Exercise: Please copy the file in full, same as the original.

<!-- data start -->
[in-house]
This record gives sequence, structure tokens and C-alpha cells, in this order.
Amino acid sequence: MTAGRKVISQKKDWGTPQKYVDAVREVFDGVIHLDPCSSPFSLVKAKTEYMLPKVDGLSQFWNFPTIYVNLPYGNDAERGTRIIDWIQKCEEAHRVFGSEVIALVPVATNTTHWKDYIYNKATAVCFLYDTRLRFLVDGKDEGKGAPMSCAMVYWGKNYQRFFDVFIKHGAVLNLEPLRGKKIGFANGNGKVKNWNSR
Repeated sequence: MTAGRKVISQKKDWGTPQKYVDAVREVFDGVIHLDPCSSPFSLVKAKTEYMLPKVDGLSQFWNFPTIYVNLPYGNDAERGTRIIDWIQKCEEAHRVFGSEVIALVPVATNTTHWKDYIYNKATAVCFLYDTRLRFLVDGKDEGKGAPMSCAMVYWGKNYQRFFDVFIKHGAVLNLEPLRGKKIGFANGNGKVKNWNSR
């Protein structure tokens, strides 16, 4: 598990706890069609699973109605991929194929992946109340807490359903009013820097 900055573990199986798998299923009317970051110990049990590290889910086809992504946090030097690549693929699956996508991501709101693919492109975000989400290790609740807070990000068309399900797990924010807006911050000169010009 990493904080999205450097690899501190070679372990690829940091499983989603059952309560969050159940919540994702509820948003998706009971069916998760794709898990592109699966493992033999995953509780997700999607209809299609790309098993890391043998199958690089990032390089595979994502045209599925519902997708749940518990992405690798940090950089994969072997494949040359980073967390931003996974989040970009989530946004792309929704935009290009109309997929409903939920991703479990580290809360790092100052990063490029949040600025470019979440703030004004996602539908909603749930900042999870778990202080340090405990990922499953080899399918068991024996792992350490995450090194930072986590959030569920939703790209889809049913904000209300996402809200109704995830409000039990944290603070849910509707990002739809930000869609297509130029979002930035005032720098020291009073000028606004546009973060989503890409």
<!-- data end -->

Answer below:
[in-house]
This record gives sequence, structure tokens and C-alpha cells, in this order.
Amino acid sequence: MTAGRKVISQKKDWGTPQKYVDAVREVFDGVIHLDPCSSPFSLVKAKTEYMLPKVDGLSQFWNFPTIYVNLPYGNDAERGTRIIDWIQKCEEAHRVFGSEVIALVPVATNTTHWKDYIYNKATAVCFLYDTRLRFLVDGKDEGKGAPMSCAMVYWGKNYQRFFDVFIKHGAVLNLEPLRGKKIGFANGNGKVKNWNSR
Repeated sequence: MTAGRKVISQKKDWGTPQKYVDAVREVFDGVIHLDPCSSPFSLVKAKTEYMLPKVDGLSQFWNFPTIYVNLPYGNDAERGTRIIDWIQKCEEAHRVFGSEVIALVPVATNTTHWKDYIYNKATAVCFLYDTRLRFLVDGKDEGKGAPMSCAMVYWGKNYQRFFDVFIKHGAVLNLEPLRGKKIGFANGNGKVKNWNSR
């Protein structure tokens, strides 16, 4: 598990706890069609699973109605991929194929992946109340807490359903009013820097 900055573990199986798998299923009317970051110990049990590290889910086809992504946090030097690549693929699956996508991501709101693919492109975000989400290790609740807070990000068309399900797990924010807006911050000169010009 990493904080999205450097690899501190070679372990690829940091499983989603059952309560969050159940919540994702509820948003998706009971069916998760794709898990592109699966493992033999995953509780997700999607209809299609790309098993890391043998199958690089990032390089595979994502045209599925519902997708749940518990992405690798940090950089994969072997494949040359980073967390931003996974989040970009989530946004792309929704935009290009109309997929409903939920991703479990580290809360790092100052990063490029949040600025470019979440703030004004996602539908909603749930900042999870778990202080340090405990990922499953080899399918068991024996792992350490995450090194930072986590959030569920939703790209889809049913904000209300996402809200109704995830409000039990944290603070849910509707990002739809930000869609297509130029979002930035005032720098020291009073000028606004546009973060989503890409």